This week I attended my first and second HEMA classes, and had great fun. I am even (almost) in good enough shape to work out for two hours, although I’m certainly feeling it this morning.
The first class was half devoted to longsword fencing at a conceptual level, looking at key concepts from Joachim Meyer’s The Art of Combat (which serves as the basic text for the local HEMA group), with the second half devoted to stance and footwork.
The concepts section had to do with the “five words” of Meyer: Vor (= before), Nach (= after), Sterk (= strong), Schwach (= weak), and Indes (= during, or maybe between). Quite a bit of time was spent talking about these concepts, which nevertheless remained subtle and (at least to me) rather unclear.
The stance was kind of interesting, purely because of the modest difference between a longsword stance and santi stance.
In Tai Chi, santi stance is described as a spiral: Your back foot is turned out about 45 degrees, your front foot is turned in (that is, the same direction as your back foot) just slightly. Your hips are turned less, kind of between your feet. Your torso turned less. Your shoulders are turned still less, your head is turned only slightly. Perhaps only your forward eye is pointed directly at your “partner” (i.e opponent).
Meyer’s longsword stance is different: Your back foot is still turned out 45 degrees (or up to 90 degrees). But your front foot is pointed straight forward, as are your hips and shoulders.
Once we’d we practiced the stance (getting our front knee directly over our front ankle, making sure our back knee was modestly bent), we went on to footwork, learning the passing step and the gathering step. Passing step is just stepping forward, except of course, that changes which is the front foot (pointed forward) and which is the back foot (turned out). The gathering step is like an advance in fencing: you back foot steps up to about even with your front foot, and then your front foot moves forward to reestablish a proper stance. And, of course, you don’t need to be committed: You can move your back foot up, and then if circumstances warrant, simply put it back where it had been.
The second class began with a pretty extensive warmup. We did some mobility, and then some stretching, and then some practice stepping, which both got us practice and got our heart rates up a bit. Then—one part I had trouble with—a bunch of lunges: regular lunges, backward lunges, jumping lunges. (Click my “lunge” tag to read a bit more about my difficulties with lunges.) We also sprinted just a little, I assume primarily to get our heart rates up.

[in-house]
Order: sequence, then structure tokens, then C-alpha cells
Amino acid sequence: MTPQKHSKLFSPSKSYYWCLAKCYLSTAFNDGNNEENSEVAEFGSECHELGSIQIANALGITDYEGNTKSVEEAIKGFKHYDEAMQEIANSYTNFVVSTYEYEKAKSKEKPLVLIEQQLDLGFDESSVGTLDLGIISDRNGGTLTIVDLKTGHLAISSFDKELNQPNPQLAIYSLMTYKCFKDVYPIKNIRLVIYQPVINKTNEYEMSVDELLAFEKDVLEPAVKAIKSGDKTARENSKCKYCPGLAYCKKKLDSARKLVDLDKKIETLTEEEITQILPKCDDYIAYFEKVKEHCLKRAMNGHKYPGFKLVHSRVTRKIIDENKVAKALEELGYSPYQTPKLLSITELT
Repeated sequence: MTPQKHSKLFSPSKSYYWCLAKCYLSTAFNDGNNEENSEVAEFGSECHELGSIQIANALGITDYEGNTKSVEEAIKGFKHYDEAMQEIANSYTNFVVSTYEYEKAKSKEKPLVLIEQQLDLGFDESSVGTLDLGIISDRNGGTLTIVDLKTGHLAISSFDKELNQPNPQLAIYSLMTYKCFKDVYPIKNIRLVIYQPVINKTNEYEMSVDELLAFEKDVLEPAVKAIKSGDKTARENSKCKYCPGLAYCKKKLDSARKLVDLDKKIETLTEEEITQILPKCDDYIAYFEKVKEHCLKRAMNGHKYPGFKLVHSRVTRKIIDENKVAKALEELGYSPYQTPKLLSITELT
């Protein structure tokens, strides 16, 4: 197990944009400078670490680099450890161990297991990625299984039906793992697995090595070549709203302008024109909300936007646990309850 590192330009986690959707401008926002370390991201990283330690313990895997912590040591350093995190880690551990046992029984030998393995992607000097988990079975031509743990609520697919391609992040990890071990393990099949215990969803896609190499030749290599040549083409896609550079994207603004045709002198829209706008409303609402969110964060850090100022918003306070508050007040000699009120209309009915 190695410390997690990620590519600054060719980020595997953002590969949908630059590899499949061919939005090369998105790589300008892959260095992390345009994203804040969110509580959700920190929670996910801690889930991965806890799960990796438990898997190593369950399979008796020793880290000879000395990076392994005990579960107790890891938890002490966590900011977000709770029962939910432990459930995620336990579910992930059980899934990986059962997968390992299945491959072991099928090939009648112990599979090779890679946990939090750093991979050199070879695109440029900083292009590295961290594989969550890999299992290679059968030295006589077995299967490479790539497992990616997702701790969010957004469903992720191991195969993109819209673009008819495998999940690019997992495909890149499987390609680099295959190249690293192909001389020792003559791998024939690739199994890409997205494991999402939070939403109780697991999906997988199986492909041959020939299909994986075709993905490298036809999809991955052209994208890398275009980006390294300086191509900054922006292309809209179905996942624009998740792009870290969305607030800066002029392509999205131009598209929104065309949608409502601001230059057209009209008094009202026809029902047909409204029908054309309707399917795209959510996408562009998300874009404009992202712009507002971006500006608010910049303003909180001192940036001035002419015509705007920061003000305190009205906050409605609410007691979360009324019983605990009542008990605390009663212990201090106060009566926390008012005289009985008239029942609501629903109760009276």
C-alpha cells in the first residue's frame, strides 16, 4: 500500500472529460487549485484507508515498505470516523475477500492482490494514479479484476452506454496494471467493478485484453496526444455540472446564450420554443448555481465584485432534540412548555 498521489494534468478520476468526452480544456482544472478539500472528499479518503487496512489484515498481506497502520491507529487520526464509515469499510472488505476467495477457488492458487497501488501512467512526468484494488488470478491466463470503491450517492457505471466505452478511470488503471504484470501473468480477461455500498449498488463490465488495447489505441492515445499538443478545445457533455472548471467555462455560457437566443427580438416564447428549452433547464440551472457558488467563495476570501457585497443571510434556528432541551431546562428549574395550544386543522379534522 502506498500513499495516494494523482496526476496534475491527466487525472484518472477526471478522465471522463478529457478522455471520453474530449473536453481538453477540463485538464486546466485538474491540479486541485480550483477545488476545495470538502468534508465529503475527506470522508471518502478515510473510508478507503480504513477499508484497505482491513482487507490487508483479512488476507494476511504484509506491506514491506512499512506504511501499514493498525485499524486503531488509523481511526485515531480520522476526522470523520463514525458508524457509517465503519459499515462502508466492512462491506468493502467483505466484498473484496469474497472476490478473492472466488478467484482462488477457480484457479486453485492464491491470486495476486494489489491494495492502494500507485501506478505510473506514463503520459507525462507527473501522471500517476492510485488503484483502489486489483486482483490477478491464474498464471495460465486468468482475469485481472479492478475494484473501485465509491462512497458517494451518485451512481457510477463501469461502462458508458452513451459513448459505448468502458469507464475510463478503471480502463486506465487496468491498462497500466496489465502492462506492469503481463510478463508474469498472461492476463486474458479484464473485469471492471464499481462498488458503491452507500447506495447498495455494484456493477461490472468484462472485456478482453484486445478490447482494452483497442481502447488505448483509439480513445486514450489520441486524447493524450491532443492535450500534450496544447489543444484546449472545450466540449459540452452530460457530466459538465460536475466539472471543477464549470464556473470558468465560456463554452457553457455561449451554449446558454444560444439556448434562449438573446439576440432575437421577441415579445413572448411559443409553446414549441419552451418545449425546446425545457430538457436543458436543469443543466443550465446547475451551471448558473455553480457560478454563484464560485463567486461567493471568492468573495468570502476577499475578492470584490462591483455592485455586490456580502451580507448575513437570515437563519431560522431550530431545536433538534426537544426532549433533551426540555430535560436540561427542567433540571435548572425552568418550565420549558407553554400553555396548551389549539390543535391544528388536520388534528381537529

Then we learned one new step: Triangle step. In triangle step you bring your back foot behind the front foot, taking you off-line from an attack from the front.
We practiced something they called “dancing,” which is a variation on the introductory practice of push hands: you and a partner touch your hands together (finger tips, or fist) and then one leads, stepping forward or back, while the other attempts to remain stuck, by stepping back or forward, so as to remain at the same distance—while, of course, using proper Meyer longsword footwork.
After that we picked up swords for the first time!
We learned the four principal guards, and then four cuts. They all had names, but unfortunately the acoustics weren’t good enough for me to hear most of them. But there are extensive web resources (including translations of Meyer’s book), so I have the technology to track them down and learn them before Tuesday.
We practiced the guards and cuts quite a bit, which (after all the stepping practice) left me pretty tired, and rather achy this morning. Happily, I’m not suffering from any over-use injuries, just feeling like I got in a good workout. (The one exception is my toes, which were slightly strained from the lunges. Hopefully they’ll be all better very shortly. Henceforth I’ll remember to do some toe stretches before each the HEMA class.)
The steel club swinging I’ve been practicing for months now stood me in good stead: my hands, wrists, arms, and shoulders are strong enough and stable enough, which I don’t think they would have been otherwise.
Classes take place in the Stock Pavilion, an old University of Illinois building (constructed over 100 years ago) originally built to support the Ag school’s mission as a place for students to learn about things like cattle judging. It’s a large space with a dirt (wood chip) floor and concrete bleachers, which suits pretty well for sword-fighting practice.
Next thing to do: buy protective gear (mask and gloves). I’ll also want to get a copy of The Art of Combat, which I understand has a new translation coming out next month, so maybe I’ll wait for that.